Written by G. Brookings
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Saturday, 29 June 2013

image for That's the Way the Crackers Crumble
A Cracker: Square and White

After Rachel Jeantel's recent testimony in the trial of George Zimmerman, a lot of white people are suddenly wondering out loud why it's o.k. to call white people 'crackers,' while other racial epithets are out of bounds. Prominent blacks are being hounded by media types looking for the elusive 'double standard,' which is so effective in selling newspapers. "What if there were black crackers?" Rush Limbaugh demanded to know. "Would it be o.k. in that case to call black people 'crackers'? Or would that be hate speech?"

The question of the acceptability of crackerhood even reached the White House. In response to a question from a pursuing Fox News reporter on the White House lawn, the president stopped and said, "While some may see humor in calling John Boehner a 'cracker,' I do not. It would be impolite and even childish," Obama said with a barely repressed grin. "And I certainly wouldn't call him a 'creepy ass cracker.'

"But, Mr. President, no one has called John Boehner a cracker until you raised the issue just now. Are you saying that the Speaker of the House is a cracker?" the reported asked, sensing a new scandal that might serve to revive outrage against the Obama administration. "No, I didn't -- read the transcript, cracker," the President said grinning and getting into his helicopter, one hand cupped behind a substantial ear.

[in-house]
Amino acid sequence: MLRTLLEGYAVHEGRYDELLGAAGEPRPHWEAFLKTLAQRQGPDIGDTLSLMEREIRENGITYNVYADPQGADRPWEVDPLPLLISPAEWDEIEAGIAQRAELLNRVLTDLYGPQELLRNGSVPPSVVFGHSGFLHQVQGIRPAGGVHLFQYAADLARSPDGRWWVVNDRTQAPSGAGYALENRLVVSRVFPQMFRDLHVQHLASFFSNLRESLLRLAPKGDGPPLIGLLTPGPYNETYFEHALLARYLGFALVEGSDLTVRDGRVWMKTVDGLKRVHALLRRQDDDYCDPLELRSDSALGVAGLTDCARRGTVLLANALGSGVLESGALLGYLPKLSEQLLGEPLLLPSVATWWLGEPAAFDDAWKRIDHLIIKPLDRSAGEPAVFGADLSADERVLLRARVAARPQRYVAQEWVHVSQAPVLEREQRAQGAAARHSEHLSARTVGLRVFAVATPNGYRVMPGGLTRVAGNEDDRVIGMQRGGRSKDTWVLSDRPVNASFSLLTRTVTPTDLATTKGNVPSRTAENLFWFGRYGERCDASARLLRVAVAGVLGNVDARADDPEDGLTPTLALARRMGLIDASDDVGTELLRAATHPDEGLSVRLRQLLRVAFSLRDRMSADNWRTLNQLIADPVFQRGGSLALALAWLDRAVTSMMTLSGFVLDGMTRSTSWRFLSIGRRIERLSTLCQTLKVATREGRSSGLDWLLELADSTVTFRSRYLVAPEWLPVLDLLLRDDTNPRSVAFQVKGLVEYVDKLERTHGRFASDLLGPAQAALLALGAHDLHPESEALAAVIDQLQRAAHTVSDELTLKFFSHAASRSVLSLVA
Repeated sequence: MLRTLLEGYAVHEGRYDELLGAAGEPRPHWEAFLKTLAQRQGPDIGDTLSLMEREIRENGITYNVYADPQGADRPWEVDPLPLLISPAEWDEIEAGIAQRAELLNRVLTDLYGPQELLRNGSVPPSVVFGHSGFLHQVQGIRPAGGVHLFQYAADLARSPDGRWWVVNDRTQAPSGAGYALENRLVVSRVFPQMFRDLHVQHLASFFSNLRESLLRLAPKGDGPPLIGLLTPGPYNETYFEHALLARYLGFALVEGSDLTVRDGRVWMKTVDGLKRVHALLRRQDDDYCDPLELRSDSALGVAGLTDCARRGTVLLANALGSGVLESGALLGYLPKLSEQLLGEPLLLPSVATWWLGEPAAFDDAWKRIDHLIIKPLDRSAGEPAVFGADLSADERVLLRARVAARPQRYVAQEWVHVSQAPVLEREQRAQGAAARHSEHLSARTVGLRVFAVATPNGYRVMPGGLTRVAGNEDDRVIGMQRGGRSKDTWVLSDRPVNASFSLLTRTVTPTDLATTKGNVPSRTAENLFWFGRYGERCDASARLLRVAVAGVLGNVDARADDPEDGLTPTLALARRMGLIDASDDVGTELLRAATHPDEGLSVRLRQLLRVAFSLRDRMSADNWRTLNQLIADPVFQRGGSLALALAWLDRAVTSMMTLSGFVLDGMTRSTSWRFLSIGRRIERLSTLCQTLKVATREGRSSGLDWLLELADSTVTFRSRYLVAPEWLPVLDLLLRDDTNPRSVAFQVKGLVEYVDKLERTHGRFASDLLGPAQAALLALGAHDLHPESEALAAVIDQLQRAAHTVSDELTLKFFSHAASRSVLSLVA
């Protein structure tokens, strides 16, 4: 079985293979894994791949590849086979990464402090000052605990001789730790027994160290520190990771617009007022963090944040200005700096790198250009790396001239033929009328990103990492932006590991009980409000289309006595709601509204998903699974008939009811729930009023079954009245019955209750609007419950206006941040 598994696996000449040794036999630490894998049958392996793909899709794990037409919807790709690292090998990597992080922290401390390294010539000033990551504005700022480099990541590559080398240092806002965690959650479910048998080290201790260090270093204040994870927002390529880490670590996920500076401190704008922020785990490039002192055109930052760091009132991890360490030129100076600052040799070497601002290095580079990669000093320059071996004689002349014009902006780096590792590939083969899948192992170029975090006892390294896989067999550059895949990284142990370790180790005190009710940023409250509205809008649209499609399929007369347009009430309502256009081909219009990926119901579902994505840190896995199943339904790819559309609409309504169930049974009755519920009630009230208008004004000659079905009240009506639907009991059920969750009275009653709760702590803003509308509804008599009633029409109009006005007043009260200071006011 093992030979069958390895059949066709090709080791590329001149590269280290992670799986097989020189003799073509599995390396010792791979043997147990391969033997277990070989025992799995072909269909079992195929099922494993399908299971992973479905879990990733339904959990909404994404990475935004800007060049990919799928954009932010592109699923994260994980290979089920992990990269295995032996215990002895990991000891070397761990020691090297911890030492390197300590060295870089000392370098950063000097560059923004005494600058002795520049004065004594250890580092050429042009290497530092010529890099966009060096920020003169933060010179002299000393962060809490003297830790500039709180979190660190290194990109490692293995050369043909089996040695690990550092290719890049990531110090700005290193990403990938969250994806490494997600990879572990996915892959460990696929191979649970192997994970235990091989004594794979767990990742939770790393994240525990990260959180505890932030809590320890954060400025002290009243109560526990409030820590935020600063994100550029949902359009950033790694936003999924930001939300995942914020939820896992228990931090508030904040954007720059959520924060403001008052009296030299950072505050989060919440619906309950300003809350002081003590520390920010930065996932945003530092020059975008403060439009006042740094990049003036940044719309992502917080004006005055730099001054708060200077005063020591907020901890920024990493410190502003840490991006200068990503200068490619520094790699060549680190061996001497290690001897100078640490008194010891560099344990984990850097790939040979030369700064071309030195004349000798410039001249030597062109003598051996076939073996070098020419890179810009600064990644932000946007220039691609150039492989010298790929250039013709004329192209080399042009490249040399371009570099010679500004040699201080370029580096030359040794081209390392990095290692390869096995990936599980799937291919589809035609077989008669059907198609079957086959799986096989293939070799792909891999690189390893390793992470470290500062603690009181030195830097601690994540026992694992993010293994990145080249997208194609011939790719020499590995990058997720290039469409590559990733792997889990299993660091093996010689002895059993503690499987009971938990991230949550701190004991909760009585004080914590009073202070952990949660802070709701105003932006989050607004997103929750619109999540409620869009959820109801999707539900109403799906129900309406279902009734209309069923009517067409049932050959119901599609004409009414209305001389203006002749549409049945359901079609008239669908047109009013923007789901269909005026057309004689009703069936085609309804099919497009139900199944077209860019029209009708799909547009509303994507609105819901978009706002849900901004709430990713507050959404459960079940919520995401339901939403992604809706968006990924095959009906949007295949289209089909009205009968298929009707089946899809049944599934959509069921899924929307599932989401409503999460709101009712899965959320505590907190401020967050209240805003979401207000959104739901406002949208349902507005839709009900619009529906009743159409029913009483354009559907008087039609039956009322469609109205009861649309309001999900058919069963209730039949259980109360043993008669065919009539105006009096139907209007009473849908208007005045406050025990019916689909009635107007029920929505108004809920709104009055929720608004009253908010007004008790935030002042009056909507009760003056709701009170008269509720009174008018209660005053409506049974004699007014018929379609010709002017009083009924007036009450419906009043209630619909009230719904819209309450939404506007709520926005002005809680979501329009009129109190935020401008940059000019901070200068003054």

Later, at a press conference, a sniggering Jay Carney took on the press, who were looking to start a brawl between the President and the Speaker of the House. "Some people," Carney explained, glad for once to be the one dishing it out, "may find the word 'cracker' offensive. But it's just colorful, short-hand for 'white.' Crackers are white -- at least the kind made with bleached flour. It's a metaphor. You could also call white people 'clouds,' or 'Charmin,' or 'lint.' Obviously some of these words carry unpleasant associations and would probably for that reason be found as offensive as the word 'cracker.' But let's back off the fake outrage, crackers. The day that the crackers emerge from slavery, we can discuss the racial sensitivities of whites. In the meantime, the President intends to let the cracker crumbs fall where they may.

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The story above is a satire or parody. It is entirely fictitious.

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